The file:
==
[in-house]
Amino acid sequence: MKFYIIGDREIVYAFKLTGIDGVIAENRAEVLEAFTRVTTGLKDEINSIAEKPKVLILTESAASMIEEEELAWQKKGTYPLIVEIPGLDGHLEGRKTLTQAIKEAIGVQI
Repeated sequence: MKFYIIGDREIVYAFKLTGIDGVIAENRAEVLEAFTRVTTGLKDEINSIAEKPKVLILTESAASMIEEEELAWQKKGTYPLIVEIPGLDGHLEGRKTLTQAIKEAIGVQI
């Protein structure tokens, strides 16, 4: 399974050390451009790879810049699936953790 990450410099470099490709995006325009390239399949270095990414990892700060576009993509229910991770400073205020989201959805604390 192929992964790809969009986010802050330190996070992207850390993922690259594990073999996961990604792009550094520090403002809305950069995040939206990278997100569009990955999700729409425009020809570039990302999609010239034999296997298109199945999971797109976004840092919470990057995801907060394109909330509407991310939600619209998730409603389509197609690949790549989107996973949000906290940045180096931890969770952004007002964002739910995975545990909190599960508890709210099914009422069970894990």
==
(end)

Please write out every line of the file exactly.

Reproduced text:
[in-house]
Amino acid sequence: MKFYIIGDREIVYAFKLTGIDGVIAENRAEVLEAFTRVTTGLKDEINSIAEKPKVLILTESAASMIEEEELAWQKKGTYPLIVEIPGLDGHLEGRKTLTQAIKEAIGVQI
Repeated sequence: MKFYIIGDREIVYAFKLTGIDGVIAENRAEVLEAFTRVTTGLKDEINSIAEKPKVLILTESAASMIEEEELAWQKKGTYPLIVEIPGLDGHLEGRKTLTQAIKEAIGVQI
């Protein structure tokens, strides 16, 4: 399974050390451009790879810049699936953790 990450410099470099490709995006325009390239399949270095990414990892700060576009993509229910991770400073205020989201959805604390 192929992964790809969009986010802050330190996070992207850390993922690259594990073999996961990604792009550094520090403002809305950069995040939206990278997100569009990955999700729409425009020809570039990302999609010239034999296997298109199945999971797109976004840092919470990057995801907060394109909330509407991310939600619209998730409603389509197609690949790549989107996973949000906290940045180096931890969770952004007002964002739910995975545990909190599960508890709210099914009422069970894990």